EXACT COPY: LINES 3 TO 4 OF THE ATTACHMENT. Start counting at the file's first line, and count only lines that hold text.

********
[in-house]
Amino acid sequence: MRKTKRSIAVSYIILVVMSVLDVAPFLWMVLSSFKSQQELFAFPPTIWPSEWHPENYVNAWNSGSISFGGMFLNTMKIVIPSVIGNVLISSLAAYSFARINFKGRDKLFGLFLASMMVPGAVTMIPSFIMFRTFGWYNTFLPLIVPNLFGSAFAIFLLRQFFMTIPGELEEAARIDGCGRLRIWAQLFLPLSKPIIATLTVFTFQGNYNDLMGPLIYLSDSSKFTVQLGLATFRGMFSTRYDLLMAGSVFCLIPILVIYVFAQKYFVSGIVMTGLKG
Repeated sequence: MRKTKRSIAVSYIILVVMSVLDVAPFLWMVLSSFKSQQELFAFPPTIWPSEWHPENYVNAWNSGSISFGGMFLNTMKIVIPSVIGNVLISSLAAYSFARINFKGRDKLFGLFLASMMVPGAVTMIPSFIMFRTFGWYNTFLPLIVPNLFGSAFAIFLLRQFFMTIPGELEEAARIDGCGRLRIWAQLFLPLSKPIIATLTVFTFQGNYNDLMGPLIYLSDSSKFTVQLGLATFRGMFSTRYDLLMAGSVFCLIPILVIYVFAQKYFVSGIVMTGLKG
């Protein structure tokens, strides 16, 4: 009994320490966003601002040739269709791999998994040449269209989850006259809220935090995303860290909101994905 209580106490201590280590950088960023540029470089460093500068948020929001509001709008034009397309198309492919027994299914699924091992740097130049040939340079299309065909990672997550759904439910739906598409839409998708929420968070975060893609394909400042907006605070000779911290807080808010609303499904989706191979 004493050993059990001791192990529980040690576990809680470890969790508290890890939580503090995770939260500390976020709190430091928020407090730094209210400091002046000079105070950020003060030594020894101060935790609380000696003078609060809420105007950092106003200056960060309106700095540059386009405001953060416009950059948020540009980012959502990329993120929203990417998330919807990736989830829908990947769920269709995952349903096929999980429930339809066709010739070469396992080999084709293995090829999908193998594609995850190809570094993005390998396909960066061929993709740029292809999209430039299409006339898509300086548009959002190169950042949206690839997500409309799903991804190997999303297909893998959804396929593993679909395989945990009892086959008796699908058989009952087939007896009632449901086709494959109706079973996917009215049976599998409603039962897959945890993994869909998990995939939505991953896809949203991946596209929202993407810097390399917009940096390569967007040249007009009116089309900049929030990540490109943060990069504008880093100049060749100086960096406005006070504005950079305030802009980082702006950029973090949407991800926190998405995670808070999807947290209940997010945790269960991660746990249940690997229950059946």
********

Repeated sequence: MRKTKRSIAVSYIILVVMSVLDVAPFLWMVLSSFKSQQELFAFPPTIWPSEWHPENYVNAWNSGSISFGGMFLNTMKIVIPSVIGNVLISSLAAYSFARINFKGRDKLFGLFLASMMVPGAVTMIPSFIMFRTFGWYNTFLPLIVPNLFGSAFAIFLLRQFFMTIPGELEEAARIDGCGRLRIWAQLFLPLSKPIIATLTVFTFQGNYNDLMGPLIYLSDSSKFTVQLGLATFRGMFSTRYDLLMAGSVFCLIPILVIYVFAQKYFVSGIVMTGLKG
């Protein structure tokens, strides 16, 4: 009994320490966003601002040739269709791999998994040449269209989850006259809220935090995303860290909101994905 209580106490201590280590950088960023540029470089460093500068948020929001509001709008034009397309198309492919027994299914699924091992740097130049040939340079299309065909990672997550759904439910739906598409839409998708929420968070975060893609394909400042907006605070000779911290807080808010609303499904989706191979 004493050993059990001791192990529980040690576990809680470890969790508290890890939580503090995770939260500390976020709190430091928020407090730094209210400091002046000079105070950020003060030594020894101060935790609380000696003078609060809420105007950092106003200056960060309106700095540059386009405001953060416009950059948020540009980012959502990329993120929203990417998330919807990736989830829908990947769920269709995952349903096929999980429930339809066709010739070469396992080999084709293995090829999908193998594609995850190809570094993005390998396909960066061929993709740029292809999209430039299409006339898509300086548009959002190169950042949206690839997500409309799903991804190997999303297909893998959804396929593993679909395989945990009892086959008796699908058989009952087939007896009632449901086709494959109706079973996917009215049976599998409603039962897959945890993994869909998990995939939505991953896809949203991946596209929202993407810097390399917009940096390569967007040249007009009116089309900049929030990540490109943060990069504008880093100049060749100086960096406005006070504005950079305030802009980082702006950029973090949407991800926190998405995670808070999807947290209940997010945790269960991660746990249940690997229950059946």